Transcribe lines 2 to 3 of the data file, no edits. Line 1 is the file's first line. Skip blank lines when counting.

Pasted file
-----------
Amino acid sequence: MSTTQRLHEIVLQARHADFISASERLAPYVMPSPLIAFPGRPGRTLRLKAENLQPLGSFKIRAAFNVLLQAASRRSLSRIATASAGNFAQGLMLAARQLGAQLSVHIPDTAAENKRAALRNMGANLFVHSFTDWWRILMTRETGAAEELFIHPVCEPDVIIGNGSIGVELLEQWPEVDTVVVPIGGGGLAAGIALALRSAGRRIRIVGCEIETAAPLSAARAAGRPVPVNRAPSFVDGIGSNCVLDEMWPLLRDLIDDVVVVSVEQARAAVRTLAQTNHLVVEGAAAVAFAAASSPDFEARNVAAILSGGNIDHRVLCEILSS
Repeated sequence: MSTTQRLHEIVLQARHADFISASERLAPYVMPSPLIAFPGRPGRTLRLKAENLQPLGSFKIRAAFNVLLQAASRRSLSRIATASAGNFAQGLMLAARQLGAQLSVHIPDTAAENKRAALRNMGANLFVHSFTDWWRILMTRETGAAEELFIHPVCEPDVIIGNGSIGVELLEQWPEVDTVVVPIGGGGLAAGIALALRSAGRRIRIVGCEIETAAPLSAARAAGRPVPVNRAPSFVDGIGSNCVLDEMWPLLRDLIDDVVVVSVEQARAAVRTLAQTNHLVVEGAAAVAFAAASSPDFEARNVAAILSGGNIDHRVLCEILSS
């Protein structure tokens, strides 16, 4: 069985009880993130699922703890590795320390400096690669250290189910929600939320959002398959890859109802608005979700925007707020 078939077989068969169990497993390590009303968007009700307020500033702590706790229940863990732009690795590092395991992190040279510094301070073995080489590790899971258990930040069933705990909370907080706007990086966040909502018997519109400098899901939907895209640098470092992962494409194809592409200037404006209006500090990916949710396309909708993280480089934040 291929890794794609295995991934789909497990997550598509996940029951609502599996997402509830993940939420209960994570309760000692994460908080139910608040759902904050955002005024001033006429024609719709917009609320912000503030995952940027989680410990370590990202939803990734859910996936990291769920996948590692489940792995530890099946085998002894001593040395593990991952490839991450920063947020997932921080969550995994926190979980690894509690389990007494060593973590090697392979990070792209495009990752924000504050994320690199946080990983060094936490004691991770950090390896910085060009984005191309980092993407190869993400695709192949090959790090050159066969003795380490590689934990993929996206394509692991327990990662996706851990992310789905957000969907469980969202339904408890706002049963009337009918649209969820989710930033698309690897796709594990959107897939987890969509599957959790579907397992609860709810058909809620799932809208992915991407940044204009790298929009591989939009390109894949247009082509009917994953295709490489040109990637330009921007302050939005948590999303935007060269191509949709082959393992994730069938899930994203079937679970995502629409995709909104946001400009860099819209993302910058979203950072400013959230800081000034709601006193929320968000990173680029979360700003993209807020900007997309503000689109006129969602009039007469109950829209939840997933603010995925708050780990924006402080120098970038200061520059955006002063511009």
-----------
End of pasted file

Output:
Repeated sequence: MSTTQRLHEIVLQARHADFISASERLAPYVMPSPLIAFPGRPGRTLRLKAENLQPLGSFKIRAAFNVLLQAASRRSLSRIATASAGNFAQGLMLAARQLGAQLSVHIPDTAAENKRAALRNMGANLFVHSFTDWWRILMTRETGAAEELFIHPVCEPDVIIGNGSIGVELLEQWPEVDTVVVPIGGGGLAAGIALALRSAGRRIRIVGCEIETAAPLSAARAAGRPVPVNRAPSFVDGIGSNCVLDEMWPLLRDLIDDVVVVSVEQARAAVRTLAQTNHLVVEGAAAVAFAAASSPDFEARNVAAILSGGNIDHRVLCEILSS
């Protein structure tokens, strides 16, 4: 069985009880993130699922703890590795320390400096690669250290189910929600939320959002398959890859109802608005979700925007707020 078939077989068969169990497993390590009303968007009700307020500033702590706790229940863990732009690795590092395991992190040279510094301070073995080489590790899971258990930040069933705990909370907080706007990086966040909502018997519109400098899901939907895209640098470092992962494409194809592409200037404006209006500090990916949710396309909708993280480089934040 291929890794794609295995991934789909497990997550598509996940029951609502599996997402509830993940939420209960994570309760000692994460908080139910608040759902904050955002005024001033006429024609719709917009609320912000503030995952940027989680410990370590990202939803990734859910996936990291769920996948590692489940792995530890099946085998002894001593040395593990991952490839991450920063947020997932921080969550995994926190979980690894509690389990007494060593973590090697392979990070792209495009990752924000504050994320690199946080990983060094936490004691991770950090390896910085060009984005191309980092993407190869993400695709192949090959790090050159066969003795380490590689934990993929996206394509692991327990990662996706851990992310789905957000969907469980969202339904408890706002049963009337009918649209969820989710930033698309690897796709594990959107897939987890969509599957959790579907397992609860709810058909809620799932809208992915991407940044204009790298929009591989939009390109894949247009082509009917994953295709490489040109990637330009921007302050939005948590999303935007060269191509949709082959393992994730069938899930994203079937679970995502629409995709909104946001400009860099819209993302910058979203950072400013959230800081000034709601006193929320968000990173680029979360700003993209807020900007997309503000689109006129969602009039007469109950829209939840997933603010995925708050780990924006402080120098970038200061520059955006002063511009």